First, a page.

social media break

Why I Took A Social Media Break

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Once upon a time there was a girl who spent her day scrolling her heart out. Twenty minutes scrolling on her phone before she got out of bed, scrolling while she made her coffee, scrolling again while she waited for the water in the shower to heat up. She scrolled at the grocery store waiting to check out, she’d scroll when she parked her car, she scrolled and scrolled until her little heart could scroll no more. One day she realized something needed to change, so she decided to begin a journey of a social detox, and her life dramatically changed for the better. Hi! I’m that girl! I’m the girl who spent whole days of her life aimlessly scrolling, and I’ve found a better way to live my life. I recently took a “social media break” or did a social media detox and have lived to tell about it.

When I mentioned to people that I was on a social detox, I usually got the same responses. 

  1. I wish I could do that 
  2. OMG I spend way too much time on my phone too. 

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social media break

How Much Screen Time?

People GUARD their screen time number like they do their weight. When I tell people the average person spends 3 hours and 27 minutes on their phone, they immediately reply with embarrassment, “Yeah, I spend wayyyyy more time than that.”

What I have learned is no one actually admits to the amount of screen time they spend. So I’m breaking the stigma, at the height of my scrolling addiction my iPhone told me I was spending roughly 6-7 HOURS on my phone a day. Go back re-read that, that’s bananas guys. What is your number?

Looking back, that number does make sense. My “job” heavily relies on my posting and interaction on social media (aside from Normal Life Mom stuff).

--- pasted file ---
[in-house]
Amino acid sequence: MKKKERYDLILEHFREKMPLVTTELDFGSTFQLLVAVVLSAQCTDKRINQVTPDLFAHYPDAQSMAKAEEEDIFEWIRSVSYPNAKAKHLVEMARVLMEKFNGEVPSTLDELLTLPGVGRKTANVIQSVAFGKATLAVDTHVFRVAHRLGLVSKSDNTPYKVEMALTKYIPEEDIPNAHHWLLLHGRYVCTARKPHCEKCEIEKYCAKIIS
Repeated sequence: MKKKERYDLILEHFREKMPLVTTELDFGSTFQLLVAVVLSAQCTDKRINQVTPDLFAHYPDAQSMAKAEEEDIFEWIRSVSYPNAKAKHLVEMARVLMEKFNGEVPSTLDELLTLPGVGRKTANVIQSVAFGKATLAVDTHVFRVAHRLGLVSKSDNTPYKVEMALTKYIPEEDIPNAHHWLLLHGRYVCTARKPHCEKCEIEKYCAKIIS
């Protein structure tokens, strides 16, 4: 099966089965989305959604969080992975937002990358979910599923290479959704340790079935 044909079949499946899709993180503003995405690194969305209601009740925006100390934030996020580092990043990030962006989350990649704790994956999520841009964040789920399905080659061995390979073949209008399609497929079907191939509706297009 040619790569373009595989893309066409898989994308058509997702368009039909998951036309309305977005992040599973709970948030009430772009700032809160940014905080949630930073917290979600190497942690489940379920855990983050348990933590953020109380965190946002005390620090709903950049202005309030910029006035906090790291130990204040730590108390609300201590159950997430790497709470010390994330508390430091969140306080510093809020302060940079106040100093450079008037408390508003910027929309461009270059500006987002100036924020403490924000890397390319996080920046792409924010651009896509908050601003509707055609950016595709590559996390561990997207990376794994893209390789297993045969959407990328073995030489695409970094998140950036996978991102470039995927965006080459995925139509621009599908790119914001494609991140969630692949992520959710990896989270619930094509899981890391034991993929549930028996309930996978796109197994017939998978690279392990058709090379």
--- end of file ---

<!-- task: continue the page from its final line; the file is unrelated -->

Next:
A normal day on social media looked like this…

Wake up, reply to any comments from instagram and Facebook that I got overnight, and then get stuck in some sort of feedback loop where next thing I know I am looking at an old neighbor’s cousins pictures of their brand new chicken coop. Boom, I’m an hour in. 

Now I’m making breakfast and I realize I have new Facebook notifications, man I’m so popular, let’s check those bad boys out, twenty-minutes here, 10 minutes or so there while I stuff breakfast down the hatch.

Ok, put the phone down. How long has it been since I checked my phone? Let’s check, oh a new notification, what now? 

I’d put the kids down for a nap, and then my guilty pleasure would be to aimlessly scroll through social media for about 20 minutes, except it was always much, much longer than that. 

More afternoon scrolling, more scrolling while my kids ate snacks (guys they eat a LOT of snacks, which means thats a lot of screen time), and then finally after a long day of on and off scrolling, I’d post up in bed where I would do my most serious scrolling sesh. I usually lay down pretty early (around 8pm) but don’t typically fall asleep till 10-10:30. I could get a solid 2.5 hour scroll session in, before I finally dozed off to sleep, and woke up and did it all again. IT WAS EXHAUSTING.

Why I Left Social Media

One day I had a wake up call. My daughter was begging me to set things up so she could paint. Anybody who has ever set up a paint “studio” for their kid, knows that takes some serious effort. Paint, brushes, paper, and a constant eye so the paint doesn’t get everywhere. She was so deep into her painting, while I sat perched up in the corner chair. “Mom look at this?”- she’d gleefully cheer for acknowledgement of her painted mess.

“Uh huh, that’s great.” as I had one eye on her, and one eye on my phone. I wasn’t even working, just sitting there scrolling my little heart out. I finally came to someone I follow on Instagram who literally broadcasts her entire day out for the world to see. Here I was clicking, and flipping and scrolling and watching HER daughter paint on Instagram stories, while my perfect little kiddo was begging for my attention as I watched her paint.